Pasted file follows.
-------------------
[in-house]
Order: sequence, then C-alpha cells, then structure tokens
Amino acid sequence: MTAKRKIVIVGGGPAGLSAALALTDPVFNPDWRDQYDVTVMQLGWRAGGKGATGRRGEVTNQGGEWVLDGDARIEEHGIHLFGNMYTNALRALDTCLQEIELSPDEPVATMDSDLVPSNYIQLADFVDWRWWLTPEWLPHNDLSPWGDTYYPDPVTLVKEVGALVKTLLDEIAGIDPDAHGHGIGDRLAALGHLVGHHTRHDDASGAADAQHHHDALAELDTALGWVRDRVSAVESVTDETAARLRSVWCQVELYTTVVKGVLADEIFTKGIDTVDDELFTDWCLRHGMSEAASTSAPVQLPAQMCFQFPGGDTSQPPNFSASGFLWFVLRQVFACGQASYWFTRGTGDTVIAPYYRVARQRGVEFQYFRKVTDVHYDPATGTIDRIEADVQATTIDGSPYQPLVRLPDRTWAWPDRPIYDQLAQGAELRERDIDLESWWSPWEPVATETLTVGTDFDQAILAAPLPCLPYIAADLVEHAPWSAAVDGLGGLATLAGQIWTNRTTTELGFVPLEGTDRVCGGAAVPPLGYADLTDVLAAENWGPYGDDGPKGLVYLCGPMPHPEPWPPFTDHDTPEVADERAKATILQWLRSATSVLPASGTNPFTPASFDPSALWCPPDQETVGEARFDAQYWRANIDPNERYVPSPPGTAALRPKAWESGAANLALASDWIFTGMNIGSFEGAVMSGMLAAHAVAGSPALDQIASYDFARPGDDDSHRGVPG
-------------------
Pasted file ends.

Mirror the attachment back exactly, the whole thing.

[in-house]
Order: sequence, then C-alpha cells, then structure tokens
Amino acid sequence: MTAKRKIVIVGGGPAGLSAALALTDPVFNPDWRDQYDVTVMQLGWRAGGKGATGRRGEVTNQGGEWVLDGDARIEEHGIHLFGNMYTNALRALDTCLQEIELSPDEPVATMDSDLVPSNYIQLADFVDWRWWLTPEWLPHNDLSPWGDTYYPDPVTLVKEVGALVKTLLDEIAGIDPDAHGHGIGDRLAALGHLVGHHTRHDDASGAADAQHHHDALAELDTALGWVRDRVSAVESVTDETAARLRSVWCQVELYTTVVKGVLADEIFTKGIDTVDDELFTDWCLRHGMSEAASTSAPVQLPAQMCFQFPGGDTSQPPNFSASGFLWFVLRQVFACGQASYWFTRGTGDTVIAPYYRVARQRGVEFQYFRKVTDVHYDPATGTIDRIEADVQATTIDGSPYQPLVRLPDRTWAWPDRPIYDQLAQGAELRERDIDLESWWSPWEPVATETLTVGTDFDQAILAAPLPCLPYIAADLVEHAPWSAAVDGLGGLATLAGQIWTNRTTTELGFVPLEGTDRVCGGAAVPPLGYADLTDVLAAENWGPYGDDGPKGLVYLCGPMPHPEPWPPFTDHDTPEVADERAKATILQWLRSATSVLPASGTNPFTPASFDPSALWCPPDQETVGEARFDAQYWRANIDPNERYVPSPPGTAALRPKAWESGAANLALASDWIFTGMNIGSFEGAVMSGMLAAHAVAGSPALDQIASYDFARPGDDDSHRGVPG